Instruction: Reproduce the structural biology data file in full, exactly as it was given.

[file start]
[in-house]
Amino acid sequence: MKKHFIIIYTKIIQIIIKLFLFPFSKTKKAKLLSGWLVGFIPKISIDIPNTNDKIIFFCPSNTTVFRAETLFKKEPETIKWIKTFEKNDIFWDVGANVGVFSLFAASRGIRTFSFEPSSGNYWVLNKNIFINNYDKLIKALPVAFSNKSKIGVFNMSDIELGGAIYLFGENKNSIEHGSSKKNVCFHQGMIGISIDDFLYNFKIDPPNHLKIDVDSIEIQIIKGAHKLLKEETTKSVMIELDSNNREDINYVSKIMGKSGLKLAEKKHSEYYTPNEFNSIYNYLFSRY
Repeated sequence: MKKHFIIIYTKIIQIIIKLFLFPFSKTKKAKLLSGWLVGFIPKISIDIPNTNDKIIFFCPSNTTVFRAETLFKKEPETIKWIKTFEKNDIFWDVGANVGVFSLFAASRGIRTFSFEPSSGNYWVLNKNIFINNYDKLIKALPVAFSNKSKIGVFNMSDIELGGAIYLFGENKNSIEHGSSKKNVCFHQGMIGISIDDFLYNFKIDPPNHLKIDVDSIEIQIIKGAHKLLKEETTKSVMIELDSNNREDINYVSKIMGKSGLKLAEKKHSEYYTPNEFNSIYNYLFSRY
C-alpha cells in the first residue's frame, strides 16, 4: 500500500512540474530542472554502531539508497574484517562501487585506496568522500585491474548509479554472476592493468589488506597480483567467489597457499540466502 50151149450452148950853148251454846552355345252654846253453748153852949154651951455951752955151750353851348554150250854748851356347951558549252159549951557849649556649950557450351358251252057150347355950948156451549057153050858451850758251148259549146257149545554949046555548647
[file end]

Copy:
[in-house]
Amino acid sequence: MKKHFIIIYTKIIQIIIKLFLFPFSKTKKAKLLSGWLVGFIPKISIDIPNTNDKIIFFCPSNTTVFRAETLFKKEPETIKWIKTFEKNDIFWDVGANVGVFSLFAASRGIRTFSFEPSSGNYWVLNKNIFINNYDKLIKALPVAFSNKSKIGVFNMSDIELGGAIYLFGENKNSIEHGSSKKNVCFHQGMIGISIDDFLYNFKIDPPNHLKIDVDSIEIQIIKGAHKLLKEETTKSVMIELDSNNREDINYVSKIMGKSGLKLAEKKHSEYYTPNEFNSIYNYLFSRY
Repeated sequence: MKKHFIIIYTKIIQIIIKLFLFPFSKTKKAKLLSGWLVGFIPKISIDIPNTNDKIIFFCPSNTTVFRAETLFKKEPETIKWIKTFEKNDIFWDVGANVGVFSLFAASRGIRTFSFEPSSGNYWVLNKNIFINNYDKLIKALPVAFSNKSKIGVFNMSDIELGGAIYLFGENKNSIEHGSSKKNVCFHQGMIGISIDDFLYNFKIDPPNHLKIDVDSIEIQIIKGAHKLLKEETTKSVMIELDSNNREDINYVSKIMGKSGLKLAEKKHSEYYTPNEFNSIYNYLFSRY
C-alpha cells in the first residue's frame, strides 16, 4: 500500500512540474530542472554502531539508497574484517562501487585506496568522500585491474548509479554472476592493468589488506597480483567467489597457499540466502 50151149450452148950853148251454846552355345252654846253453748153852949154651951455951752955151750353851348554150250854748851356347951558549252159549951557849649556649950557450351358251252057150347355950948156451549057153050858451850758251148259549146257149545554949046555548647